Katie Taylor Promises Manchester “You’ll See The Very Best Of Me”  

Headline act says her battle with Linardatou will be a special night
13:14, 18 Sep 2019

Katie Taylor is fond of making history and the Irish World Champion will do so again when she steps into the ring in Manchester this November.

Taylor, now 33, will bid to become a two-weight World Champion, when she meets Christina Linardatou on November 2, headlining a stacked card featuring top talents like Anthony Crolla and Joshua Buatsi. The undefeated champion has earned her spot at the top of the bill at the Manchester Arena, with 14 straight victories as a professional. 

Speaking to The Sportsman, down the road from our HQ in Manchester city centre, Katie said: "I am now headlining a huge show and women's boxing has come a long way. Ever since I turned pro I have had the opportunity to be involved in these huge, huge shows and its brought a lot of attention to the sport.

“I have the chance to become a two-weight world champion, which is phenomenal for me, it’s history-making for me. Christina is a fantastic champion, and this is a huge challenge and I can’t wait to show everyone what I’ve been working on over the last few months.

“It’s a new challenge moving up in weight, I’ve worked very hard in the gym to build up. You’ll see the very best of me. l’ll need to be on my game because I think Linardatou is the number one at 140lbs. 

“I want to make history in this sport, I want to be the best ever. Professional boxing is made for me, I’ve always dreamt of boxing in front of thousands and thousands of people in these big stadiums.

“I’m going to enjoy it and give it everything I have.

“I’m excited to fight in the UK, I love it, and the support I’ve got has been outstanding, I’m so grateful for that. It’s my first time in the ring as undisputed lightweight champ so it’s going to be a special night.”

And the Irish icon insists that the best is yet to come for women’s boxing. 

She said: “We’re still fighting for equal pay but I’m definitely making a lot more money than I thought I would when I started three years ago. So in that respect we’re breaking down walls and barriers. 

“It has come a long way in the last few years and the best is yet to come.”

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And Katie was able to neatly illustrate just how far the women’s fight game has come as she told The Sportsman how she used to masquerade as a male boxer when she was younger, in order to get competitive rounds.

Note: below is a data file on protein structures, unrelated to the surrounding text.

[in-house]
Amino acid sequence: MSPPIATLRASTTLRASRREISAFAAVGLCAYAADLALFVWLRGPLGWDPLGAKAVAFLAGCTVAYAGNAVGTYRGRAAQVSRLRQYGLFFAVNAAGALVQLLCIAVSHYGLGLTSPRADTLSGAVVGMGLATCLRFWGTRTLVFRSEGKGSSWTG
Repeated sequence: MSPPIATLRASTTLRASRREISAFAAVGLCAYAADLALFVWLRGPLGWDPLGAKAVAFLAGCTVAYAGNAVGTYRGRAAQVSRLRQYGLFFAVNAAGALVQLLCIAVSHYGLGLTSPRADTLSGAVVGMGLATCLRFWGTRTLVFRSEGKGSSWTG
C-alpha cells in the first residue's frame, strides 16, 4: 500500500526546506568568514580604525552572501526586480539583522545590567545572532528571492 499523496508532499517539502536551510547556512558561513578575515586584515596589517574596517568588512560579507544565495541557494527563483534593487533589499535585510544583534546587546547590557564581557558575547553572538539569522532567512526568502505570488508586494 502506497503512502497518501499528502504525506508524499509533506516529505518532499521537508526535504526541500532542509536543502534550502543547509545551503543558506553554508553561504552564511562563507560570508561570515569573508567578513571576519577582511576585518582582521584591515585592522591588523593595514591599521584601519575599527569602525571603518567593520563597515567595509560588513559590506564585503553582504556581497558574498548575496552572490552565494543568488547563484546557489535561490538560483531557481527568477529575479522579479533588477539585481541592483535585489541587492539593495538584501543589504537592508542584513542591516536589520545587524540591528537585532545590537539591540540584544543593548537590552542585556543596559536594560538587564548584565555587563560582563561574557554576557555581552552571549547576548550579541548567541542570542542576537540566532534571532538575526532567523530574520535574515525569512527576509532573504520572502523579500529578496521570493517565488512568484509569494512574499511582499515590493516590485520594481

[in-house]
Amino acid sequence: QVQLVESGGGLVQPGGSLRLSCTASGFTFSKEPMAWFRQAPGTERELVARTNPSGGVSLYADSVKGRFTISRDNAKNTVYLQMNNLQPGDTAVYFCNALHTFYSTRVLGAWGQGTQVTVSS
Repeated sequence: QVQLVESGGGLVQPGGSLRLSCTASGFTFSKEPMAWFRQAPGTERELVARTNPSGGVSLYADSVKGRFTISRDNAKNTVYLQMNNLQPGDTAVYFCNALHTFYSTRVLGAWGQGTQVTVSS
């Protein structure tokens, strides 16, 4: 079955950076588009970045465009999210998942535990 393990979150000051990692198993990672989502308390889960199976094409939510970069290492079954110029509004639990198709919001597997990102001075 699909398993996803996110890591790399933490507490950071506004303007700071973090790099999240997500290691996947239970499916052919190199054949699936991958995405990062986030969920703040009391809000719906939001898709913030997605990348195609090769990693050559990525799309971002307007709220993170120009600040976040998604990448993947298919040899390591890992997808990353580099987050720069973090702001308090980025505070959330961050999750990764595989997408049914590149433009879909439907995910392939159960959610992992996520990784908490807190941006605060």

She said: "When I first started fighting there was no female boxing allowed in Ireland at the time. To get any competition or any fights, I had to put the headgear on and just pretend I was a boy. I was known as 'K. Taylor'.”

After causing an uproar with the local authority, Taylor travelled overseas to pursue her passion and became an internationally recognised amateur champion. Irish female boxing was eventually sanctioned in 2001, allowing the girl from County Wicklow to come home to ply her trade. 

The persistent pugilist then took it one step further, becoming an instrumental figure in the legalisation of women's Olympic boxing. After lobbying Irish and Olympic committees, she was invited to Russia and the USA to showcase her skills. 

She says: "It was one of the biggest pressure situations of my career. It was always a dream of mine to fight in the Olympic games and to win a gold medal.

"Since I started boxing, I wanted to change people's perception of the sport. I wanted to break down a lot of barriers and a lot of boundaries. 

"I was chosen to fight in front of the committee, and I was told before that this fight would determine whether women's boxing would be in the Olympic games, so it was a huge, huge fight. Thankfully it went well, and they were impressed, and now women’s boxing is here to stay in the Olympic Games.”

Her promoter, Matchroom Sports boss Eddie Hearn, believes Taylor's role in magnifying the sport of women's boxing has been huge. Speaking to The Sportsman he said: 

“As an amateur and as a pro, she’s been the one that’s broken the mould. She’s been the one that’s inspired that next generation.

“Firstly, introducing women’s boxing to the Olympics, she’s responsible for that. 

“Then going and winning five World Championships and Olympic Gold, then unifying and becoming the undisputed Lightweight World Champion and now moving up to try and become a two-weight World Champion, she’s someone who’s inspiring as she’s always trying to push the boundaries.”

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